“First, Ron Capps I consider a friend,” said Force, owner/driver of the Castrol GTX High-Mileage Ford Mustang. “He’s the perfect race car driver – good looking, smaller-framed person (5-foot-8, 150 pounds), he’s lightweight in the seat so he’s like a horse jockey. So he’s got everything it takes to win. He’s got good financial backing, and right now he’s the race car to beat. Let’s lay it out there – he’s been there a number of times, he’s had a shot against me and I’ve been able to win. But he has a better race car now. I never bet against myself but right now he’s got the car that we’ve got to beat and we’re coming after him with four Fords.”
Capps’ victory on Sunday was the 36th of his Funny Car career and moved him into third on the all-time list behind Force (134) and two-time world champion Tony Pedregon (43). Ironically, Capps now has one more Funny Car victory than his mentor and former car-owner Don “The Snake” Prudhomme, a four-time Funny Car world champion.
“Does he (Capps) deserve a championship?” Force asked, rhetorically. “I always say you’ve got to earn that right. But man, he’s been there so many times it’s just going to happen and he’s going to win. This could be his year. And don’t think we’re not focused on him.
“When you got Tobler – who kind of organized that whole Schumacher group and put all them cars on-track – he’s got a car that can win. It’s fast, it’s consistent and Ron Capps can drive a race car, know what I mean? In my opinion, the best ‘leaver’ in the business is Robert Hight. If you look at the stats, Robert Hight, he just doesn’t fail. Cheating a light, so to speak. But Ron Capps, he’s right there with him. So if there was ever a year for Ron Capps, this is the year. That’s why we’re watching his cars, what they can run.”
Force admitted his JFR armada that includes points runnerup Neff, 2009 world champion Hight and daughter Courtney Force are “a little bit behind the Schumacher cars right now” due mainly to a series of funding cuts.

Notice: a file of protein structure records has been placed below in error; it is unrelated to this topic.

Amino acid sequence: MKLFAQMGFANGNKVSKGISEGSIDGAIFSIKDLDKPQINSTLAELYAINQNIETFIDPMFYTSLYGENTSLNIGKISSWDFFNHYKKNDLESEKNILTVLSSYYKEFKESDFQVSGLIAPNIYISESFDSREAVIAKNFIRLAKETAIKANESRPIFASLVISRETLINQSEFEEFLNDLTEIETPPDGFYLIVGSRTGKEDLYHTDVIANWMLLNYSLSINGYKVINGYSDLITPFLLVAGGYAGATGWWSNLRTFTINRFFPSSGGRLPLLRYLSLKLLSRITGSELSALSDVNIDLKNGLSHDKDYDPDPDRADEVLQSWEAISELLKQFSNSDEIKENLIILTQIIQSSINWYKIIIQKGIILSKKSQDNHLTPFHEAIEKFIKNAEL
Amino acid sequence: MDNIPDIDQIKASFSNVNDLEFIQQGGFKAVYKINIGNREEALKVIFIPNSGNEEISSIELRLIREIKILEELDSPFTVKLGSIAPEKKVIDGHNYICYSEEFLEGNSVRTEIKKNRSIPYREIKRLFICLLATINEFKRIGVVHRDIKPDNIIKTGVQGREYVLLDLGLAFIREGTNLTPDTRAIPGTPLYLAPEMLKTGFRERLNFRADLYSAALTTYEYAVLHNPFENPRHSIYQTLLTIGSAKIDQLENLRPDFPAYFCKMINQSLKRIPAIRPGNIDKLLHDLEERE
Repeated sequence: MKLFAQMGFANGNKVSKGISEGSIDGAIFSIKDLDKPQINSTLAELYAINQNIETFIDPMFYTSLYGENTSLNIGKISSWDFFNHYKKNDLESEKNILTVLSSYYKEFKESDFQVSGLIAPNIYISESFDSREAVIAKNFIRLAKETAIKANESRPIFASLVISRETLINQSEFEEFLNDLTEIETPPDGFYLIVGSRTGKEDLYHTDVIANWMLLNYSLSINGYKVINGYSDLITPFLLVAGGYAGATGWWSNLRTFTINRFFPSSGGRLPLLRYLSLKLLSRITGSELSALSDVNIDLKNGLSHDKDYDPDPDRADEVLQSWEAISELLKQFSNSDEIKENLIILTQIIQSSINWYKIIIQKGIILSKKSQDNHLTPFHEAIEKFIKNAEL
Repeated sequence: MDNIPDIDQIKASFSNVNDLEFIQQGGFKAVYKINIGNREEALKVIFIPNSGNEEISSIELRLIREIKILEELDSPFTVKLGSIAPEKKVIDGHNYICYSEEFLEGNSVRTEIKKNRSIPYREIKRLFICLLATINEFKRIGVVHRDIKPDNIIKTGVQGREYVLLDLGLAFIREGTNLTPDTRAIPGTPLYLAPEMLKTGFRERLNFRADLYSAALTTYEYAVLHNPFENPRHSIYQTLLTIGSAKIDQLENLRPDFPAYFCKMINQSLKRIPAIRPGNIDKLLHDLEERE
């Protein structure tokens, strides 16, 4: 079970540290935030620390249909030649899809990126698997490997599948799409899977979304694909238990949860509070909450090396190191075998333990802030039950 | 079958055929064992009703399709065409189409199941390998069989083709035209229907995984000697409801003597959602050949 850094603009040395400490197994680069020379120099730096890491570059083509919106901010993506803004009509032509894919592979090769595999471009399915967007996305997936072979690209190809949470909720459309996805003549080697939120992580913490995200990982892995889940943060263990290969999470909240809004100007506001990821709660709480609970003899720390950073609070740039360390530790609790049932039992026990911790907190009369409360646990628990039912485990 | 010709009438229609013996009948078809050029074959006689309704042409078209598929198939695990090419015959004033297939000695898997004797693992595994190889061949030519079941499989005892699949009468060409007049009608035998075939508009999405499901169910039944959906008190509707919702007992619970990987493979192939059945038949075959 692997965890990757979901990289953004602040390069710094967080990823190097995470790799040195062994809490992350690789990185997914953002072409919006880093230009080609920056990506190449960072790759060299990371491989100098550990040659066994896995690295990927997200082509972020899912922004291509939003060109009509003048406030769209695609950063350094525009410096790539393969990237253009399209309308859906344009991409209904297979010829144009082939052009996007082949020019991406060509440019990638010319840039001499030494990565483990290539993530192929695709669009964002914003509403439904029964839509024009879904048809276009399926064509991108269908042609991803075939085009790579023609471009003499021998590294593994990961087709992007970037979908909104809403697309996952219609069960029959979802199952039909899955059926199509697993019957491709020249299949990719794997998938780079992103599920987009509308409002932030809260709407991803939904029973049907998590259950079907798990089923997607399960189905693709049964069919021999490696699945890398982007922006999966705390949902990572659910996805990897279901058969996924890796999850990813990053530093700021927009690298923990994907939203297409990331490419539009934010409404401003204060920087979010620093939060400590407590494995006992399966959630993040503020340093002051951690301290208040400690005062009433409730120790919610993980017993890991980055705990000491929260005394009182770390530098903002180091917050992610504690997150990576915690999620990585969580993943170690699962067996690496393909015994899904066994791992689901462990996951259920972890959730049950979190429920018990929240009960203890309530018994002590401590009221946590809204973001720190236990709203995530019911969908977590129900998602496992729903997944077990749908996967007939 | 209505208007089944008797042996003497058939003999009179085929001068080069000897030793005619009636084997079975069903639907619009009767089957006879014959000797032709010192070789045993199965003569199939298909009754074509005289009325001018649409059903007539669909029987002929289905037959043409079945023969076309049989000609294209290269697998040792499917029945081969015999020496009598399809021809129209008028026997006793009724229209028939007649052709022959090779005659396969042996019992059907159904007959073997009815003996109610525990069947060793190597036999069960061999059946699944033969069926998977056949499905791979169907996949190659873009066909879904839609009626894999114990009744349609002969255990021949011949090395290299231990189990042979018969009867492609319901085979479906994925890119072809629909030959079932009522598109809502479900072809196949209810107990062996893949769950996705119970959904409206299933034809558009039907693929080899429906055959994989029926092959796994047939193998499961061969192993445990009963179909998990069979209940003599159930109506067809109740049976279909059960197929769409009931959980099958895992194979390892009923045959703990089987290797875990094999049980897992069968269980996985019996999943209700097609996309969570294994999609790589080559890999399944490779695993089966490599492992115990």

“We’d fallen behind in technology but we turned that around,” said John Force, eighth in the point standings. “It was budget cuts but now things have changed, Ford gave us engineering studies and a lot of stuff back and we brought back John Medlen. We lost John (to DSR) because of budget cuts, and he was an innovator. As well as the Schumacher group is doing and Ron Capps, if you were a betting man, you’d bet on Ron Capps, OK? But when you’ve got 17 championships, like we have at JFR, I wouldn’t bet against us.
“We’re watching the opponent and we’ve seen how we’re going to get around him. How do we go after him? Who’s going to try to out-run him to get those points? Well, right now I can’t outrun anybody, so I’m going to throw nothing but hardballs and the Motorplex is the place to do it because it’s all-concrete. Instead of me going up there and try to just squeak in because I’ve got to make the Countdown, I’m going after every point that Ron Capps can’t get. I got to stop those points.”
Capps has one victory (1998), one runnerup result (2011) and two poles (1997, 2005) on the Motorplex’s all-concrete surface. Capps qualified seventh in the event last fall and was defeated in the final-round by two-time world champion Cruz Pedregon. This weekend’s event is the second of four in a row, leaving little wiggle room on the road to Pomona.
“It’s going to be tough,” said Capps, a 47-year-old resident of Carlsbad, Calif. “I don’t think you’re going to be able to hiccup and win a championship this year. If you go back and look at the history of the Countdown, we’ve seen a lot of strange things happen. Guys like Robert Hight getting in, going on a tear, won the championship (2009). Right now the class is as stacked as it’s ever been. That’s why we were so bent on trying to get that No. 1 spot, those extra 30 points, because it could come down to it in Pomona.”
Capps, whose upbeat personality has been showcased via a series of TV commercials for NAPA, rates among the most popular drivers in the NHRA paddock. Seemingly all that’s missing from his family life is that championship hardware.
“I feel like I should have been champion, it’s just it didn’t fall our way in the past,” said Capps, whose resume includes one victory in Top Fuel. “I’ve done everything right. You have to have the breaks fall your way. I love that pressure. When there’s 10 seconds left, I want the ball. That’s the kind of team we have. You go through all the list of things that you need to do. You say consistency, horsepower, all this stuff. But to be honest with you, all 10 teams have that quality. It’s just a matter of putting it at the right time.”
– John Sturbin can be reached at firstname.lastname@example.orgNo Comment